Tuesday, 12 August 2008

Sutherland et al on Johnson et al

Further to Dr Johnson as he really was, see Say it again, Sam (John Sutherland, The Observer, August 10 2008) and Not tired of this life (Philip Hensher, The Spectator, 30th July 2008) and Blame it on Boswell (Christopher Taylor, The Guardian, August 9 2008), three of a number of current reviews of Peter Martin's Samuel Johnson: A Biography (Weidenfeld & Nicholson, 2008, ISBN 9780297607199). It looks rather good. As Sutherland says, we can't add much to the closely-observed personal detail written by the people who knew Johnson, such as Mrs Thrale who tells us how "the foretops of all his wigs were burned by the candle down to the very net-work" through reading at night. But we do have newer analytical tools that makes Johnson's pecularities more explicable, and cause for sympathy, in terms of depression and Tourette's syndrome.

The Observer review has a footnoted reference to John Sutherland's forthcoming Curiosities of Literature: A Book-lover's Anthology of Literary Erudition (Random House Books, ISBN: 190521197X). From the publisher's blurb:

How much heavier was Thackeray's brain than Walt Whitman's?* Which novels do American soldiers read?** When did cigarettes start making an appearance in English literature?*** And, while we're about it, who wrote the first Western,**** is there any link between asthma and literary genius, and what really happened on Dorothea's wedding night in Middlemarch? *****

Without diminishing the value of John Sutherland's more scholarly works (see his bibliography), for me this looks a welcome return to the discursive, eclectic and immensely readable books - Is Heathcliff a Murderer?: Puzzles in nineteenth-century literature and so on - that first brought his work to popular readership (see the previous A Nasty Case Of The Vapours).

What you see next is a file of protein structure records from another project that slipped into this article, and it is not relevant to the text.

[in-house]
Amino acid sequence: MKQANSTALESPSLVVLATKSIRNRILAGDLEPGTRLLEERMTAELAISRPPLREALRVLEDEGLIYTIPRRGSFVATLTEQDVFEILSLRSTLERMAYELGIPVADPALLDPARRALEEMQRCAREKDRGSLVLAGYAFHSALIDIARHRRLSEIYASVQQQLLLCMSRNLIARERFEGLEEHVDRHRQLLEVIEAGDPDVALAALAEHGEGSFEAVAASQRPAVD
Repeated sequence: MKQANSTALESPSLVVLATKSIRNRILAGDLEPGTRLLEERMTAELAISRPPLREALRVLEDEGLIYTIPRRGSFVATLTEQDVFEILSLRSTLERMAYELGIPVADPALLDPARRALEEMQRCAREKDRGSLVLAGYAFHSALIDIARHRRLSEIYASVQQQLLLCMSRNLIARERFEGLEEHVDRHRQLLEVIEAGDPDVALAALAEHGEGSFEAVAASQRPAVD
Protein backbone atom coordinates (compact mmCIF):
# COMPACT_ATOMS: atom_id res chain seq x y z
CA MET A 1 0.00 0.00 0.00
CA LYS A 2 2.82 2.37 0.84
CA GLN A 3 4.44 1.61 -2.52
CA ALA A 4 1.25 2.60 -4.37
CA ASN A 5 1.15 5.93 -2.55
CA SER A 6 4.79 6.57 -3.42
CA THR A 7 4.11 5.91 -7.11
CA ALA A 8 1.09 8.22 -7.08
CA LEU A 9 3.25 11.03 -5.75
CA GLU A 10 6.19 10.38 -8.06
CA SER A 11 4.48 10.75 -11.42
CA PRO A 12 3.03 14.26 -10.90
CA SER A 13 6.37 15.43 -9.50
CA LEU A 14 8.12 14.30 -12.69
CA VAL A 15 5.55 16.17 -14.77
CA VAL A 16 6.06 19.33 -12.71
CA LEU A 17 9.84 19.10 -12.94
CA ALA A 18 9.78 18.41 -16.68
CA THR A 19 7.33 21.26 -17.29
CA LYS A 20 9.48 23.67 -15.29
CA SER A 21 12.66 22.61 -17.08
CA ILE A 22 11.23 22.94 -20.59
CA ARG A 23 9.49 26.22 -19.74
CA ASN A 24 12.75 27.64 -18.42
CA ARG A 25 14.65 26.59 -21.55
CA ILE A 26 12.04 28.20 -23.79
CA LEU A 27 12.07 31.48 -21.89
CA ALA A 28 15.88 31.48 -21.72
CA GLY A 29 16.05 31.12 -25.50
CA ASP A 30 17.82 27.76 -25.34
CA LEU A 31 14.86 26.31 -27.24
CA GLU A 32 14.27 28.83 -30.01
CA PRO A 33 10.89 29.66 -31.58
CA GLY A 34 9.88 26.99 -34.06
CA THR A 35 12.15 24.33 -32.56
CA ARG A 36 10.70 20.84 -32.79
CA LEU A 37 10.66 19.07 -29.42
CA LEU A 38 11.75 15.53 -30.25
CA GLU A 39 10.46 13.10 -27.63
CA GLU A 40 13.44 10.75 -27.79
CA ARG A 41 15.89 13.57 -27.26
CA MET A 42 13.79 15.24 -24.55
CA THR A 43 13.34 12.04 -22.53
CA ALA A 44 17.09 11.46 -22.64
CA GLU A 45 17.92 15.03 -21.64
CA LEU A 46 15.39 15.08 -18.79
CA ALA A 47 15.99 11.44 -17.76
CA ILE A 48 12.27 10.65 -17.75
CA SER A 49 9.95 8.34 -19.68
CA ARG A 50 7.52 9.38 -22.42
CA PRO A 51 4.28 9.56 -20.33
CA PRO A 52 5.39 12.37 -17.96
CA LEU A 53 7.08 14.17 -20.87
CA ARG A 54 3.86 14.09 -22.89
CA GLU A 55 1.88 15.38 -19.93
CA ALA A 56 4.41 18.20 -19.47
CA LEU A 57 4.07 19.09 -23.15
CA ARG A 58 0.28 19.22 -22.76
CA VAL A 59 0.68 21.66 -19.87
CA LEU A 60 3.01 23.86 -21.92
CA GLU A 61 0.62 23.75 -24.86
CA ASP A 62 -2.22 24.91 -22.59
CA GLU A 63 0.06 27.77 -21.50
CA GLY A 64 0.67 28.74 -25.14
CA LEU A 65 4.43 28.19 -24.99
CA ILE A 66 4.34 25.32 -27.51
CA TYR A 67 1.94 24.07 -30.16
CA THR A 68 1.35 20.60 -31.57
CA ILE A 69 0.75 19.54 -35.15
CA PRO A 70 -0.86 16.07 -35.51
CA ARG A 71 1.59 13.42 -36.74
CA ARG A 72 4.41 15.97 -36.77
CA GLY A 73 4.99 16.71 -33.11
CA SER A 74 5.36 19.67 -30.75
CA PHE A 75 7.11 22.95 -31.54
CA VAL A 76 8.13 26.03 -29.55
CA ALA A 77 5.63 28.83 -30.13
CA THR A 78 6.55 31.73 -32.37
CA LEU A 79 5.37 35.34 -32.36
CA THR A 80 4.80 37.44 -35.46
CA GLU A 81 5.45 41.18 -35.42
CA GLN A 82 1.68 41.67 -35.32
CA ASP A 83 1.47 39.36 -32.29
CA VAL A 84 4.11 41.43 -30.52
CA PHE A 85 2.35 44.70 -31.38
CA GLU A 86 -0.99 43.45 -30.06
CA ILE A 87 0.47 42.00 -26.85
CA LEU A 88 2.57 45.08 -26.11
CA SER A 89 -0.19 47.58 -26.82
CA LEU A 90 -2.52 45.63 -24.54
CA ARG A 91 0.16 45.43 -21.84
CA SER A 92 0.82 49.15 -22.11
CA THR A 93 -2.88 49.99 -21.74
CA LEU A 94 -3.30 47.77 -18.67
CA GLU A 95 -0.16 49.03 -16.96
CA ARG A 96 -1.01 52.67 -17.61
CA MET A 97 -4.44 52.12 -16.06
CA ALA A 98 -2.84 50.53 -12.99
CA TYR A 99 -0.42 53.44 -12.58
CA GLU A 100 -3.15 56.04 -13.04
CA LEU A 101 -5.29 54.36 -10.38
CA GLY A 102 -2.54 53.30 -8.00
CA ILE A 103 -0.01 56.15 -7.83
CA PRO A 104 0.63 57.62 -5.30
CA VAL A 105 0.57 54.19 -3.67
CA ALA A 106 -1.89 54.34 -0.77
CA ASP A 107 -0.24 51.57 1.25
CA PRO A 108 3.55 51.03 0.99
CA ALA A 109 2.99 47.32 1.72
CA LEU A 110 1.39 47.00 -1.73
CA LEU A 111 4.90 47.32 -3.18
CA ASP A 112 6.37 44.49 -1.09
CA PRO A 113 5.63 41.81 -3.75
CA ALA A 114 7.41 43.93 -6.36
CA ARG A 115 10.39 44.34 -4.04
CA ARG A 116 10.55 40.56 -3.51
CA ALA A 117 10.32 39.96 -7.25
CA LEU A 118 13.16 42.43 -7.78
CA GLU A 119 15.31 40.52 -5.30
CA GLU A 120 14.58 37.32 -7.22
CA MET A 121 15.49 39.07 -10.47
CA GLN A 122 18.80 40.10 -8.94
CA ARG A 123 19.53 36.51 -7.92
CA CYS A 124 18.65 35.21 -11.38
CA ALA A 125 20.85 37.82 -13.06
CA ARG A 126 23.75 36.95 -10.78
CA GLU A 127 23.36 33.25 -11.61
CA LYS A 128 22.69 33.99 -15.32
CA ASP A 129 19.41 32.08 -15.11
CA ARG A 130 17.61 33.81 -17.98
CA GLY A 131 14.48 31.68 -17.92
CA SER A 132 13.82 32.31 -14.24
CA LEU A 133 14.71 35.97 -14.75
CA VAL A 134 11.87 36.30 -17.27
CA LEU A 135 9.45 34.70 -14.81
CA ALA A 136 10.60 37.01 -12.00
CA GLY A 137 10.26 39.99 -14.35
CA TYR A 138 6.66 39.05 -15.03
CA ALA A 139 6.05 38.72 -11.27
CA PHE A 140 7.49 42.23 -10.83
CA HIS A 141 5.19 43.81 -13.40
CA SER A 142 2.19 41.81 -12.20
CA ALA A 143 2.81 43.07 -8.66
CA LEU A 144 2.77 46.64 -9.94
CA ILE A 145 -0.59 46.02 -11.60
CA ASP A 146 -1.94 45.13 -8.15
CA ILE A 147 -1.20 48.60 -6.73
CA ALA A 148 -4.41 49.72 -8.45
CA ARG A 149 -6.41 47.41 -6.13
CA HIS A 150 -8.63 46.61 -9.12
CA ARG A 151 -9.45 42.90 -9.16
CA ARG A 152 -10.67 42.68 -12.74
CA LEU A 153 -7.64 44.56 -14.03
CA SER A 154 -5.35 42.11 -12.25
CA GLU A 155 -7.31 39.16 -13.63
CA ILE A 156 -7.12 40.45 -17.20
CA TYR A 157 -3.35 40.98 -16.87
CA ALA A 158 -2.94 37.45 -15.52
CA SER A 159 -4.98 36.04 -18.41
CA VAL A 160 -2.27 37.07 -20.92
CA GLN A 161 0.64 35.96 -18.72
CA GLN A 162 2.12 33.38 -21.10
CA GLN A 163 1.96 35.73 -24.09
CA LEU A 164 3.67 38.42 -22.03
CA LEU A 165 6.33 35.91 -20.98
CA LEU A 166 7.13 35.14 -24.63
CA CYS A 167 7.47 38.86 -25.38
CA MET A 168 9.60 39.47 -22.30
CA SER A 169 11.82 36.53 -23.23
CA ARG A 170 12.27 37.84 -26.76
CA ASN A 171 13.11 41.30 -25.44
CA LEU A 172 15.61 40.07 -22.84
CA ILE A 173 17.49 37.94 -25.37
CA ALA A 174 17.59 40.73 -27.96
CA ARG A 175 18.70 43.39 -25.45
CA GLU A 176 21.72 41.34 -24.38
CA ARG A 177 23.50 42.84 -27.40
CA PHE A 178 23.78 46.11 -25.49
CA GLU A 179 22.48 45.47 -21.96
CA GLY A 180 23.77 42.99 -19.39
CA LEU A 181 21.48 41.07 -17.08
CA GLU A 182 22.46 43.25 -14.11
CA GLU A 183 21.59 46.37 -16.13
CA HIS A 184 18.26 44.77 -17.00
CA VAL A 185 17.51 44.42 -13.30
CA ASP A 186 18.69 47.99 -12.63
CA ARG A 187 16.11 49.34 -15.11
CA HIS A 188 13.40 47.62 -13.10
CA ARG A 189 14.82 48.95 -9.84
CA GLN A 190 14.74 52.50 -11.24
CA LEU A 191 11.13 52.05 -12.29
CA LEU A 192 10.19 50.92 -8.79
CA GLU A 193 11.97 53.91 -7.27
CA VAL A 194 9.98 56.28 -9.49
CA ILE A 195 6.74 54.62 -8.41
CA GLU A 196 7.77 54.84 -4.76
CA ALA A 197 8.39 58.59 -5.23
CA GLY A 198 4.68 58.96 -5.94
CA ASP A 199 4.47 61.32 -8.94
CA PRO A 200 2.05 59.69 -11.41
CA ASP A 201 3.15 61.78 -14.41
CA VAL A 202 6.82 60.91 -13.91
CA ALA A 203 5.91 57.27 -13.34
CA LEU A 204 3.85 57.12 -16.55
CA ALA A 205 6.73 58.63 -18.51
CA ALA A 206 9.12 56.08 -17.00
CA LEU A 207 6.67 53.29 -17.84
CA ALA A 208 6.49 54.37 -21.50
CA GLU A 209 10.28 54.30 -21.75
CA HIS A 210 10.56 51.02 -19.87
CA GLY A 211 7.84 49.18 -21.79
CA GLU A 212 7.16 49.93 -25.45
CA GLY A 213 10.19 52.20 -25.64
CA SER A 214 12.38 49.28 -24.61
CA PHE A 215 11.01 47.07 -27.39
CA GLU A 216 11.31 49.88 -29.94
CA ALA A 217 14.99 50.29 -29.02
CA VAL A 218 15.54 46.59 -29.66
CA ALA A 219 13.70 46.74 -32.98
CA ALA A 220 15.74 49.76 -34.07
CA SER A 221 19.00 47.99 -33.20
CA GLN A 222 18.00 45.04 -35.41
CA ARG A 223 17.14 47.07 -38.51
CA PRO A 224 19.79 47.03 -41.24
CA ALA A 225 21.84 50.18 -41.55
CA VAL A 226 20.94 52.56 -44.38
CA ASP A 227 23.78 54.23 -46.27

* 376 grammes, if we're to believe Dissecting the brains of 100 famous men for science; "The Actual Weight and Tissue of the Brain Are Significantly Correlated with Mental Superiority, Says Dr. E.A. Spitzka --- The Twelve Biggest Brains in the World". (New York Times, September 29, 1912)
** Heinlein's Starship Troopers is on some lists, though not on this fairly standard US Army Combined Arms Center and Fort Leavenworth list where it's quite surprising to find Catch-22.
*** Around 1850? A number of people are smoking them in Dickens' 1857 Little Dorrit (EText-No. 963, Project Gutenberg); the concordance (p925, Penguin Classics edition, 2003) notes, interestingly, that the occurrence is anachronistic for the book's 1820s setting, since they didn't catch on until popularised by soldiers coming back from the Crimea with the habit. This isn't the only time Dickens makes such a mistake; Sutherland's earlier Can Jane Eyre be Happy? wonders why Magwitch in Great Expectations is sentenced to death for coming back to England a decade or two after the death penalty for returning transportees had stopped being enacted.
**** The classic answer is Owen Wister's 1902 The Virginian, a Horseman of the Plains, but Googling finds other contenders such as the many dime novels of Prentiss Ingraham including the 1887 Buck Taylor, King of the Cowboys; or the 1878 Live Boys, or Charley and Nasho in Texas (an account of a trail drive by Arthur Morecamp - a pseudonym for the Texas attorney Thomas Pilgrim); or even various 1860s chapbooks such as William H Bushnell's 1864 The Texan Herdsman: Or, The Hermit of the Colorado Hills. A Story of the Texan Pampas.
***** A long-running topic in academic analysis of the causes of Dorothea Brooke's rapid disaffection with her marriage to the elderly scholar the Reverend Edward Casaubon.

- Ray

1 comment:

  1. This was fascinating. I've spent ... far too long(!) following all the links and being spellbound.